The Floridian Inquisition
written by Samantha Harris
Samantha K. Harris, a campus disciplinary attorney, is representing Professor Negy in his investigation by UCF.
Published on August 13, 2020
I’m an attorney representing a professor at the University of Central Florida who is being subjected by the university to what can only be called an inquisition after expressing opinions on Twitter that led to widespread calls for his firing. UCF is a public institution—an instrument of the state—and is now bringing its full power to bear against a man who dared to question the prevailing orthodoxy that has quickly descended over so many of this country’s institutions. I cannot bear witness to what the university is doing to this man without speaking out against it. If we do not challenge this egregious abuse of power, things will only get worse.
Professor Charles Negy is a wonderfully eccentric man, someone who teaches extraordinarily controversial subjects—Cross-Cultural Psychology and Sexual Behavior—with bluntness and humor. He is exactly the kind of professor you want in college: someone who is passionate about his subject, who will challenge your deeply-held assumptions, and who encourages free and open discussion in the classroom. Negy’s bluntness has occasionally ruffled feathers over the years, but throughout his 22-year career at UCF he has received consistently superior performance reviews. For the past four years, for example, he has received an evaluation rating of “Outstanding” for his instruction and advising.
In June, however, things changed overnight for Negy after he posted a characteristically blunt tweet to his personal Twitter account:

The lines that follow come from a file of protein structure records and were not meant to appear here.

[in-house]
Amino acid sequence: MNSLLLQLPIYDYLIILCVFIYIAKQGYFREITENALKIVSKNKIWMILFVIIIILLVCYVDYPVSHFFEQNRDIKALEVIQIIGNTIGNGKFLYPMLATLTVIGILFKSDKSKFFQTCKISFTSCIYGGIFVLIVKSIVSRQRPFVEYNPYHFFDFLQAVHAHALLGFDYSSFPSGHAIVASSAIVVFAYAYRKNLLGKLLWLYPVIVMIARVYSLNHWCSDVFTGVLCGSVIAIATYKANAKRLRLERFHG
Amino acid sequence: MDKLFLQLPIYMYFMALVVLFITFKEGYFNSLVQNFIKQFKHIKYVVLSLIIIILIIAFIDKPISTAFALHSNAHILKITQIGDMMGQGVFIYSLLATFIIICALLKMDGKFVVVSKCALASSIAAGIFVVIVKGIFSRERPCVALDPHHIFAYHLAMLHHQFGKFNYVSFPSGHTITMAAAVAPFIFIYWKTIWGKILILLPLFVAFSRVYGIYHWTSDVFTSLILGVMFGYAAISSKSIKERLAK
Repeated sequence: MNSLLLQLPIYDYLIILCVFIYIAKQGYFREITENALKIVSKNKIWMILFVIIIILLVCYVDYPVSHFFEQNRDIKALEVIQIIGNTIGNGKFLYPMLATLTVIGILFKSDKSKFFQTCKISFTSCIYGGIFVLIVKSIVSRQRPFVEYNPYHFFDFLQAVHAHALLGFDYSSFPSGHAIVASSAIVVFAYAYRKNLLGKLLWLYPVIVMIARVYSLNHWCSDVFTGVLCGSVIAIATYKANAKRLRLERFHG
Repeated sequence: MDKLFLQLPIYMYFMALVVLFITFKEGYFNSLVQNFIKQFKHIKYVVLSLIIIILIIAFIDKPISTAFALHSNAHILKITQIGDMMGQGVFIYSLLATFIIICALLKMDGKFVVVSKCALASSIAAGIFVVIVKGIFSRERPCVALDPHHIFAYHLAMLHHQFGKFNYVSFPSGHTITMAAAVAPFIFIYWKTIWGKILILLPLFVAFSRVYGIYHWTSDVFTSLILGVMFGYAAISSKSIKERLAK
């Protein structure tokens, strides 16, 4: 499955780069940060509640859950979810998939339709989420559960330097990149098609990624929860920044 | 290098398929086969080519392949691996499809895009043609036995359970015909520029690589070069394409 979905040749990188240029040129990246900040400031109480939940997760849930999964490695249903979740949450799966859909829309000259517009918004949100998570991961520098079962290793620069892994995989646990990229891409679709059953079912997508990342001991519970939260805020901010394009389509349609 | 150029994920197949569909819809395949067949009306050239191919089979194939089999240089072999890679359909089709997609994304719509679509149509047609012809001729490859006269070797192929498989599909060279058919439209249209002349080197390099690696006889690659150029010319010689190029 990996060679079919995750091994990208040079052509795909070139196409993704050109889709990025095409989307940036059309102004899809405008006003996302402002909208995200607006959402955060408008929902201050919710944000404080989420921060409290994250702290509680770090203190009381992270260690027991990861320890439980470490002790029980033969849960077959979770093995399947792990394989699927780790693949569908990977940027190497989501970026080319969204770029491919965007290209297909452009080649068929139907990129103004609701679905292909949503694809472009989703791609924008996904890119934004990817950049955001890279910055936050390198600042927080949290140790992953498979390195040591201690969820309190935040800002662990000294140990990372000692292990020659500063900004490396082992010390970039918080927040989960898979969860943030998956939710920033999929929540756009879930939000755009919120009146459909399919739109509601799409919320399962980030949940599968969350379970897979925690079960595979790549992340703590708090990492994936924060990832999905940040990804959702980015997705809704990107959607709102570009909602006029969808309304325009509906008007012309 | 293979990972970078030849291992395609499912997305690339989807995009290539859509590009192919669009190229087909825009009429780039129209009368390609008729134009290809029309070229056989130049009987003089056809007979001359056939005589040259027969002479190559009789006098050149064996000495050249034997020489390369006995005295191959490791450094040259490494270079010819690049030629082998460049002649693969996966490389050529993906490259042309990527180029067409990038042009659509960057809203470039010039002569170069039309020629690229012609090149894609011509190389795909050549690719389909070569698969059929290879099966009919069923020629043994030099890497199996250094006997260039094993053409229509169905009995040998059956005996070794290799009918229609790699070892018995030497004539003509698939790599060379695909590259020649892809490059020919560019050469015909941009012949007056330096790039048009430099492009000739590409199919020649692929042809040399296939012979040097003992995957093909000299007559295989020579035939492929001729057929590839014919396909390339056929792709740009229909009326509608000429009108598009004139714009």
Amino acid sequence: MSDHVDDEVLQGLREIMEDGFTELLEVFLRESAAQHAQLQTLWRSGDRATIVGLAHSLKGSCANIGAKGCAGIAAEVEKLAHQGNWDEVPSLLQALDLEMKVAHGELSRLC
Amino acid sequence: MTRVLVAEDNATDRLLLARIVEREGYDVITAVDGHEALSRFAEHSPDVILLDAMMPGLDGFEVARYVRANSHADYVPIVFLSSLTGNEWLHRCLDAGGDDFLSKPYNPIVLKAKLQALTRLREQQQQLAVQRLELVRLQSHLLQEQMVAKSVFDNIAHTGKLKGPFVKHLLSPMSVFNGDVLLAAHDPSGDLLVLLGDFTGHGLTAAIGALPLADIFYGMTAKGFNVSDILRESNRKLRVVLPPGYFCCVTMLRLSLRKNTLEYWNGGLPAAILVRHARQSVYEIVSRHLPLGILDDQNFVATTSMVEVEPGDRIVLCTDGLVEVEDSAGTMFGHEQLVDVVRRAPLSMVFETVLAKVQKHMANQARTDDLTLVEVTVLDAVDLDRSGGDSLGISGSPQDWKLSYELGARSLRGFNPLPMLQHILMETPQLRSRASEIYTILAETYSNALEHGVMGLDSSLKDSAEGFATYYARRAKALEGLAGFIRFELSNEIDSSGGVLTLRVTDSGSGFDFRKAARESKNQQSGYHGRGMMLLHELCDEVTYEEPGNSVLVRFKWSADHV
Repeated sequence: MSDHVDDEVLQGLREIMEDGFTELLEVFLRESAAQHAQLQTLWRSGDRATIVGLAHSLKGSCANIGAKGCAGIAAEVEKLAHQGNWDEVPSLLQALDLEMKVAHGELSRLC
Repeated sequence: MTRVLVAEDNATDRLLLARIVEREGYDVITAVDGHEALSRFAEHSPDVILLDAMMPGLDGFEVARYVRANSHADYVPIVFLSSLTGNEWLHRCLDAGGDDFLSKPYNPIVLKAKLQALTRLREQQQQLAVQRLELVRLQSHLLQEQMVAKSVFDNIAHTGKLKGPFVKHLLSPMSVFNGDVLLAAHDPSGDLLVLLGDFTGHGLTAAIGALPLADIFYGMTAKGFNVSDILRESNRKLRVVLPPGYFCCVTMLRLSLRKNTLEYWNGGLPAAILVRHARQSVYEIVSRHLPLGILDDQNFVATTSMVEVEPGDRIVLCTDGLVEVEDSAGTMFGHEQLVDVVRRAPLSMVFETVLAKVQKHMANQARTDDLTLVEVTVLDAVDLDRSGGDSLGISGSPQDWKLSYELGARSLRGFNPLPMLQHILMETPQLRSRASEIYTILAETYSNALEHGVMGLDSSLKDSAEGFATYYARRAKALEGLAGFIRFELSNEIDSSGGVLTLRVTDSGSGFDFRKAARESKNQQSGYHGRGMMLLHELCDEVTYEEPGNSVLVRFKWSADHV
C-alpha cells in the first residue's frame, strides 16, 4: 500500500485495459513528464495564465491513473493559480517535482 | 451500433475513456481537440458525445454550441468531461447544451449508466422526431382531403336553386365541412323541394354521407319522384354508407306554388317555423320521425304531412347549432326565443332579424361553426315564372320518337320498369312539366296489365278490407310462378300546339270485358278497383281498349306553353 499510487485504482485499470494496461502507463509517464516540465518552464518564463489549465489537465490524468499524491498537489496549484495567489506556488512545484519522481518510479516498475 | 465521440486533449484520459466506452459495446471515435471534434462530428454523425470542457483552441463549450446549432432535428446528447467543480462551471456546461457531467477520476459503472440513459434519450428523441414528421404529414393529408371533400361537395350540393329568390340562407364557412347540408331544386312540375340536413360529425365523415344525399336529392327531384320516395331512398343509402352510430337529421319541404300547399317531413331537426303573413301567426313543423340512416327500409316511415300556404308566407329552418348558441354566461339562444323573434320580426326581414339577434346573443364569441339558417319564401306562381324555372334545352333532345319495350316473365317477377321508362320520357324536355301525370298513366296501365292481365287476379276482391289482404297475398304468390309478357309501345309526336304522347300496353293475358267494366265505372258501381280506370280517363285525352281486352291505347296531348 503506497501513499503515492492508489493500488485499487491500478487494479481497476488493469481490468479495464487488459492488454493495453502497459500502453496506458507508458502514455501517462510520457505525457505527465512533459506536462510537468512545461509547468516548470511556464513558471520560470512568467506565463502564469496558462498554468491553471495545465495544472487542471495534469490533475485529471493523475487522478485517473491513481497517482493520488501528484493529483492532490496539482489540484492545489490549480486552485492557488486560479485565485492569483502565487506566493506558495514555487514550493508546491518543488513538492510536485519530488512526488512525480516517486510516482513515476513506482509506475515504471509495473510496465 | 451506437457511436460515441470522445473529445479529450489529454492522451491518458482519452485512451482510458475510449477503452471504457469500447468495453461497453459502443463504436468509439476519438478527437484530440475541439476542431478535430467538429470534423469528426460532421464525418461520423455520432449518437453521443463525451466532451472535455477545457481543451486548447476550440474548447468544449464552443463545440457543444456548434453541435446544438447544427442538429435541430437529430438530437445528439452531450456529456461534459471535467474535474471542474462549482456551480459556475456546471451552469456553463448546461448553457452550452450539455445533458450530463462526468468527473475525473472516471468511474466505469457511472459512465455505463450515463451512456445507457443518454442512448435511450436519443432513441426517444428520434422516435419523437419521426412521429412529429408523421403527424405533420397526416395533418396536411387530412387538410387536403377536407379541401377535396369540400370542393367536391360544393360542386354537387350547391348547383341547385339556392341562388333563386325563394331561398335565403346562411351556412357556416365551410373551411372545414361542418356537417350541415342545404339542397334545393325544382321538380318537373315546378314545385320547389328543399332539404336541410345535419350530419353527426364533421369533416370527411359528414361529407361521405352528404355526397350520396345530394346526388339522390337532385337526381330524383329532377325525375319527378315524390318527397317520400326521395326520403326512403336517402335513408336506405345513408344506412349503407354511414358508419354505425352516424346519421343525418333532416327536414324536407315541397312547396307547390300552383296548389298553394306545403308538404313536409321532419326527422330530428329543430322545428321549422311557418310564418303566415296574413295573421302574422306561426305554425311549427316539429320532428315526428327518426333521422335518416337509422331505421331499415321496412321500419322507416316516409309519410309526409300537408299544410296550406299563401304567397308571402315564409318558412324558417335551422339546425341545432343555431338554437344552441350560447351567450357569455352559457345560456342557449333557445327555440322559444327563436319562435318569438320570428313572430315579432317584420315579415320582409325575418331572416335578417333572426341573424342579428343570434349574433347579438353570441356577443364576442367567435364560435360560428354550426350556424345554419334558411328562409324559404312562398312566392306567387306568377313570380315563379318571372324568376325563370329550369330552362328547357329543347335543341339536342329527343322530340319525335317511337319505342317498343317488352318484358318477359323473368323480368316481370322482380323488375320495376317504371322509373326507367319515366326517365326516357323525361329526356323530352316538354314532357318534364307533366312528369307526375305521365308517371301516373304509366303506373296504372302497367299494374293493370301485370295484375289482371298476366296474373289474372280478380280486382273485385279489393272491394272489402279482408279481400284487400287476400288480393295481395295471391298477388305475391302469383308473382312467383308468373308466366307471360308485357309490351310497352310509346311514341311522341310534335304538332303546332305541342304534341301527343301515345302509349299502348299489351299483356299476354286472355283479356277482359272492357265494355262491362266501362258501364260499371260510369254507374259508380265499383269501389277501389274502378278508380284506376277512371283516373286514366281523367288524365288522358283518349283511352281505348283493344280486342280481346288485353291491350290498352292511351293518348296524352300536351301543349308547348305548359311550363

My tweet linked to my early June 2020 Taki Magazine column Bonfire of the Insanities mocking the looters and the elites encouraging them. I concluded:
What America needs to do is treat blacks as human beings with free will who when they make good choices should enjoy the benefits and when they make bad choices should experience the consequences. Instead, The Establishment views blacks as our Sacred Cows, above criticism, but beneath agency.
Quillette goes on:
Immediately, #UCFfirehim began trending on Twitter and people began to protest both on UCF’s campus and outside Negy’s home.
UCF president Alexander Cartwright understood, but was clearly disappointed, that the university could not fire Negy for his constitutionally protected tweets, telling the Orlando Sentinel: “The Constitution restricts our ability to fire him or any other University employee for expressing personal opinions about matters of public concern. This is the law.”
So Cartwright chose a different strategy: He publicly announced a witch hunt into Negy’s classroom speech. …
This investigation was obviously undertaken in retaliation for Negy’s protected tweets, and it is serving its purpose: How many professors are going to be willing to speak out if the result is a nine-hour inquisition followed by an almost inevitable punishment? How many professors will be willing to teach necessary but controversial material if they know they might be called upon, 15 years later, to defend every statement they made in the course of teaching that material?